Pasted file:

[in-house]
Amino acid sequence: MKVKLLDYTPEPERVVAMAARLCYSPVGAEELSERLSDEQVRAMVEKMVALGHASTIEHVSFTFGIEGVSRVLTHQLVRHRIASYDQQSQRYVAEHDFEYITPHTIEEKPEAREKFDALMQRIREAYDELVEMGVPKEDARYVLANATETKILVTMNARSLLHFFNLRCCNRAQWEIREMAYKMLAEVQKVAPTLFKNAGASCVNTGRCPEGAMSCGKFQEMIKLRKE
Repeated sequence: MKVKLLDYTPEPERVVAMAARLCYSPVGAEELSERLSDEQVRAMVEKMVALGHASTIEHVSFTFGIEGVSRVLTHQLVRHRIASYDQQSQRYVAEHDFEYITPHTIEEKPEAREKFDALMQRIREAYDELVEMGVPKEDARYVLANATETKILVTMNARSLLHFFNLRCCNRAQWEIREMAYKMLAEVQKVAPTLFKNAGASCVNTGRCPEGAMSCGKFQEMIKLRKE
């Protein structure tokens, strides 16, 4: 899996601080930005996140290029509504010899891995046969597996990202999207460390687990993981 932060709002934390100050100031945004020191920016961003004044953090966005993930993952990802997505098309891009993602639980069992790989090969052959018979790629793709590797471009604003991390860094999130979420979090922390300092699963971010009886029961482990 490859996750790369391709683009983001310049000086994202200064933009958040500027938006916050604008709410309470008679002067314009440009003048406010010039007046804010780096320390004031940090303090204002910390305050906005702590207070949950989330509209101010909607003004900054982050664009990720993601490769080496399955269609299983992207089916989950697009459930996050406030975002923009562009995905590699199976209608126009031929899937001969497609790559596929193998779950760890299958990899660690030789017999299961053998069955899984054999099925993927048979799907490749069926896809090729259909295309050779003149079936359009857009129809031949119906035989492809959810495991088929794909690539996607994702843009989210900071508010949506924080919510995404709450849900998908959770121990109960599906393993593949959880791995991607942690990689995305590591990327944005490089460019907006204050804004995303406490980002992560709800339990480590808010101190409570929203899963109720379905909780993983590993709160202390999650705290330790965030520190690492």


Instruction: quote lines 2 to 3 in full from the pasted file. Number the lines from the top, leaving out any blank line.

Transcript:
Amino acid sequence: MKVKLLDYTPEPERVVAMAARLCYSPVGAEELSERLSDEQVRAMVEKMVALGHASTIEHVSFTFGIEGVSRVLTHQLVRHRIASYDQQSQRYVAEHDFEYITPHTIEEKPEAREKFDALMQRIREAYDELVEMGVPKEDARYVLANATETKILVTMNARSLLHFFNLRCCNRAQWEIREMAYKMLAEVQKVAPTLFKNAGASCVNTGRCPEGAMSCGKFQEMIKLRKE
Repeated sequence: MKVKLLDYTPEPERVVAMAARLCYSPVGAEELSERLSDEQVRAMVEKMVALGHASTIEHVSFTFGIEGVSRVLTHQLVRHRIASYDQQSQRYVAEHDFEYITPHTIEEKPEAREKFDALMQRIREAYDELVEMGVPKEDARYVLANATETKILVTMNARSLLHFFNLRCCNRAQWEIREMAYKMLAEVQKVAPTLFKNAGASCVNTGRCPEGAMSCGKFQEMIKLRKE